Judge Lucy Koh last week denied Samsung's motion for retrial in its patent dispute with Apple (to read earlier posts about this trial go here and here). However, in making her ruling, she did rebuke the attorneys for Apple for harping on the fact that Samsung is a Korean corporation. Apparently, foreign corporations accused of infringing on a patent fair far worse when going before a jury as opposed to a judge.
Judge Koh highlighted this fact in her ruling when she cited a previous study that
found that “foreign patent holder win rates in jury trials against domestic infringers (38%) are significantly lower than domestic patent holder win rates against foreign infringers (82%). In contrast, in cases decided by judges, the patentee win rate is almost identical, with domestic patentees winning 35% of the time against foreign infringers, and foreign patentees winning 31% of the time against domestic infringers.”
Here is the motion filed by Jodi Arias' defense counsel to access the Twitter accounts of any future jurors who might be empanelled in a death penalty sentencing trial.
As some may recall, Arias was previously convicted in May of killing her on and off again boyfriend, Travis Alexander. At the time of her conviction, the jurors could not decide whether or not Arias deserved the death penalty. Thus, although she was convicted, she has not been completely sentenced. Her case is in a state flux as prosecutors must decide if they want to seat a new jury in order to pursue the death penalty. If a new jury is not empanelled, Arias will be sentenced to life.
According to defense counsel, they need access to the Twitter accounts of any future jurors to ensure that any decision made by the jury is based on evidence presented at trial not information gleaned from Twitter. The defense attorneys also note that in Arias' earlier trial some jurors failed to strictly abide by the courts admonitions against using social media. The government has not yet responded to the motion.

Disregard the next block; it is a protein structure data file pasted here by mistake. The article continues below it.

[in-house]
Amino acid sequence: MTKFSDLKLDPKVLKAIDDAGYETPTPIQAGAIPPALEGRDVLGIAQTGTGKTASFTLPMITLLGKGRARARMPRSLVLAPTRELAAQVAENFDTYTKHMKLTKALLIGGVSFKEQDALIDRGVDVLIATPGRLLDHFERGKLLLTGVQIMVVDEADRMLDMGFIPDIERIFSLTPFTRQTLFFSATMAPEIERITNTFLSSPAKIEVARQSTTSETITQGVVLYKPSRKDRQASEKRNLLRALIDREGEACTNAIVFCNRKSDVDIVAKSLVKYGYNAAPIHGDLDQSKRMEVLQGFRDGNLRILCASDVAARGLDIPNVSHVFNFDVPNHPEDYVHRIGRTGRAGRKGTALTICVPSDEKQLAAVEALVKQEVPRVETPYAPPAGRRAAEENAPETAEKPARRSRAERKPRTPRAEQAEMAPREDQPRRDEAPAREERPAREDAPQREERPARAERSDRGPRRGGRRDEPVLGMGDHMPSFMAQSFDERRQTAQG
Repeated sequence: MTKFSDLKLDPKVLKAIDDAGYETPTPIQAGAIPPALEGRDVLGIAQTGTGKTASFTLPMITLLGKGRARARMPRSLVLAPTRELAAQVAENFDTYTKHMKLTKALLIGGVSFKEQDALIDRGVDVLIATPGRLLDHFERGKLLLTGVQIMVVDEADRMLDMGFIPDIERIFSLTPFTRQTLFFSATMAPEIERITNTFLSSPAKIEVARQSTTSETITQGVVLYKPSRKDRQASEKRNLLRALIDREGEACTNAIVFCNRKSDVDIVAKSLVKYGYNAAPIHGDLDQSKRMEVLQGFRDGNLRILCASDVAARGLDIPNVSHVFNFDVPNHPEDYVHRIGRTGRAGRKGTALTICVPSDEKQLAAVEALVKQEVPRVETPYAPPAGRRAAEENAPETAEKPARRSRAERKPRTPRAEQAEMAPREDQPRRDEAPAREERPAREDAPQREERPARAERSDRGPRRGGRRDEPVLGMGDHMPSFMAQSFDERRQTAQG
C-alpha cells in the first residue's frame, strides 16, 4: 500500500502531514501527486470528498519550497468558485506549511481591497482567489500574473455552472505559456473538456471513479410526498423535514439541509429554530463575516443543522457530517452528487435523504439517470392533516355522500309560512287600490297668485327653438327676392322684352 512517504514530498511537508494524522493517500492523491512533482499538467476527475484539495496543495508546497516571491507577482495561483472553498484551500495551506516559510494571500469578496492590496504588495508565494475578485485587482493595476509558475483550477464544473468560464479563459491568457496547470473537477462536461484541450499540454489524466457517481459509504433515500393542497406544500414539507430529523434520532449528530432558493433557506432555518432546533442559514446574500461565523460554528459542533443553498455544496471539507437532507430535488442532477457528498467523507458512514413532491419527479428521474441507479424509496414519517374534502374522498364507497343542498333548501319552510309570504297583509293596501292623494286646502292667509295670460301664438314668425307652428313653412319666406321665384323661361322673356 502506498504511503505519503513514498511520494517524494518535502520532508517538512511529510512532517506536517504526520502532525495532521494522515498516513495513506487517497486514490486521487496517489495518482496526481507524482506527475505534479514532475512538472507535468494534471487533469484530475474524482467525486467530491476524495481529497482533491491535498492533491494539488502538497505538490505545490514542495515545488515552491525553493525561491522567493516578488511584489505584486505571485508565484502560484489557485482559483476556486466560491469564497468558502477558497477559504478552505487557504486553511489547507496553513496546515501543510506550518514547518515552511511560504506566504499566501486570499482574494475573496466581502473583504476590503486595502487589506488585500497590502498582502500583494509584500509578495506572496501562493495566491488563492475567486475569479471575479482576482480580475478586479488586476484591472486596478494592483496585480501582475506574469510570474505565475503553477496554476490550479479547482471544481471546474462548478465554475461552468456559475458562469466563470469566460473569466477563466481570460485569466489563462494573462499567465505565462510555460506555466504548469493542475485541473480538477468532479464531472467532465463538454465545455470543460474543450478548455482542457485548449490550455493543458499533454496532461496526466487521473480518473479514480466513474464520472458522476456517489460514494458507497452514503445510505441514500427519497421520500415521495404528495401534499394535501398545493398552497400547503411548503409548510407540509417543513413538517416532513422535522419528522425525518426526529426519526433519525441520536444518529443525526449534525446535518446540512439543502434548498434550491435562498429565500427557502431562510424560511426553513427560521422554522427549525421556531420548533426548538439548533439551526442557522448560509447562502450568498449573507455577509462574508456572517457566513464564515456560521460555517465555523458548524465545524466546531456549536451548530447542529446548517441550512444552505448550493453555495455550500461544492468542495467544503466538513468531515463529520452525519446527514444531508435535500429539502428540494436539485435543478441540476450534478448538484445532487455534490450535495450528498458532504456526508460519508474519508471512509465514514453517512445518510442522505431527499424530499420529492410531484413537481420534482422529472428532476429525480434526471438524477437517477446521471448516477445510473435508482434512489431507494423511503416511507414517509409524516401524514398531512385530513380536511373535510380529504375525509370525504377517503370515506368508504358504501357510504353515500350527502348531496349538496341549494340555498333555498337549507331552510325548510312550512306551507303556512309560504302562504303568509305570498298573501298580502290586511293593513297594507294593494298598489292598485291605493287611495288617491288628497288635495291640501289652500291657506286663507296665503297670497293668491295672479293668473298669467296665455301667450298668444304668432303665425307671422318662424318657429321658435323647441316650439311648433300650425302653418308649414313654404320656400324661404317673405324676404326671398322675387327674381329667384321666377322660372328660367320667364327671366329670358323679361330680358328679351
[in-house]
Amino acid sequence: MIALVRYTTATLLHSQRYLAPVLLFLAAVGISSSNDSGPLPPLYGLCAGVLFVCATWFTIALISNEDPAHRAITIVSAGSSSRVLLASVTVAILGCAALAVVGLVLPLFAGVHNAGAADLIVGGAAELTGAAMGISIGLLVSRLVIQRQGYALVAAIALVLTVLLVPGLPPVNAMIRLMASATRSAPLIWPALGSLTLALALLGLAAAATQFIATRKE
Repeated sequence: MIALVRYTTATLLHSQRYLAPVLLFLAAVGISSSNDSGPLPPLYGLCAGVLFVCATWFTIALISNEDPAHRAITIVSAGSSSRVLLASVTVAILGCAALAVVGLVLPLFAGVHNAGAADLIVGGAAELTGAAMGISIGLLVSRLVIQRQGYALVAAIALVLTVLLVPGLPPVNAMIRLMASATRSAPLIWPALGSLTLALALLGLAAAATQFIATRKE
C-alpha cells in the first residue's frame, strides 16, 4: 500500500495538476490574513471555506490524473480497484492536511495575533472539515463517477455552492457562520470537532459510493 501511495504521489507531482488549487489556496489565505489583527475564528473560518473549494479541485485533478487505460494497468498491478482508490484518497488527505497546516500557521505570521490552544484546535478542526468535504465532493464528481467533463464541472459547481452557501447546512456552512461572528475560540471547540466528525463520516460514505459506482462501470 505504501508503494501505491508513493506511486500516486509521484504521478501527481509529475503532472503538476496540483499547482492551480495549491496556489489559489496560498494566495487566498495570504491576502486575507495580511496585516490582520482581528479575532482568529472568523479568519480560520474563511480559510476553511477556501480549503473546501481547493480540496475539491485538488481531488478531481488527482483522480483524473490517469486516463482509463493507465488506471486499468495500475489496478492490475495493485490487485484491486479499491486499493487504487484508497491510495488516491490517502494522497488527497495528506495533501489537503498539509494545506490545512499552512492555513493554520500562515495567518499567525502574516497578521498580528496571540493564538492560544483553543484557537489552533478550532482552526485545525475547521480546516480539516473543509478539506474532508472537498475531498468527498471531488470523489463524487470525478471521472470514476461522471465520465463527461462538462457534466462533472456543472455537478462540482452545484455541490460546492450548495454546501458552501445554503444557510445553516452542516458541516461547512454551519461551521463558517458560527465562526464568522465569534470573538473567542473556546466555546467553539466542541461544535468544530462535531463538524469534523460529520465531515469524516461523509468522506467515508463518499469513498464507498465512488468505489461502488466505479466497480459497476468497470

Media outlets are reporting that at least one juror from the Zimmerman trial has inked a book deal. Apparently, this juror is not so concerned about her anonymity or privacy. As some may recall, the trial judge in this case not only sequestered the jurors but also at least for the time being preserved their anonymity.
Some may question the need for anonymity when one of the jurors is looking to write a book about her experience. Of course, she is not the first to try and make jury service profitable. Other examples of jurors penning books after serving on high-profile trials can be found here and here.
The real issue with jurors becoming authors is that they might be more worried about selling their experience to others than finding the truth especially in a high profile case like this one. This is even more of a concern with anonymous jurors who have less oversight and accountability than traditional jurors.
The judge in the Zimmerman murder trial has shifted course and has now decided to sequester the jurors.
The Florida judge presiding over George Zimmerman's murder trial reversed herself today and announced that the jurors will be sequestered for the trial.
"The parties have, both sides have, stipulated that this trial will last between two and four weeks," Judge Debra Nelson said. "Based upon that approximate stipulation, I will be sequestering the jury."
Earlier the judge had ruled that the six-member jury and four alternates would be anonymous, but declined to have them sequestered.
In February 2012, Zimmerman, a neighborhood watchman in Sanford, Fla., shot and killed 17-year-old Trayvon Martin after a confrontation in the dark. Zimmerman has said he shot the black teen, who he said had been acting "suspiciously," in self-defense.
The racially charged case has attracted national attention.
Jurors are rarely sequestered, isolated by the court away from their families and their homes, for a second degree murder trial. But suspicious testimony by potential jurors this week has triggered fear of a tainted jury pool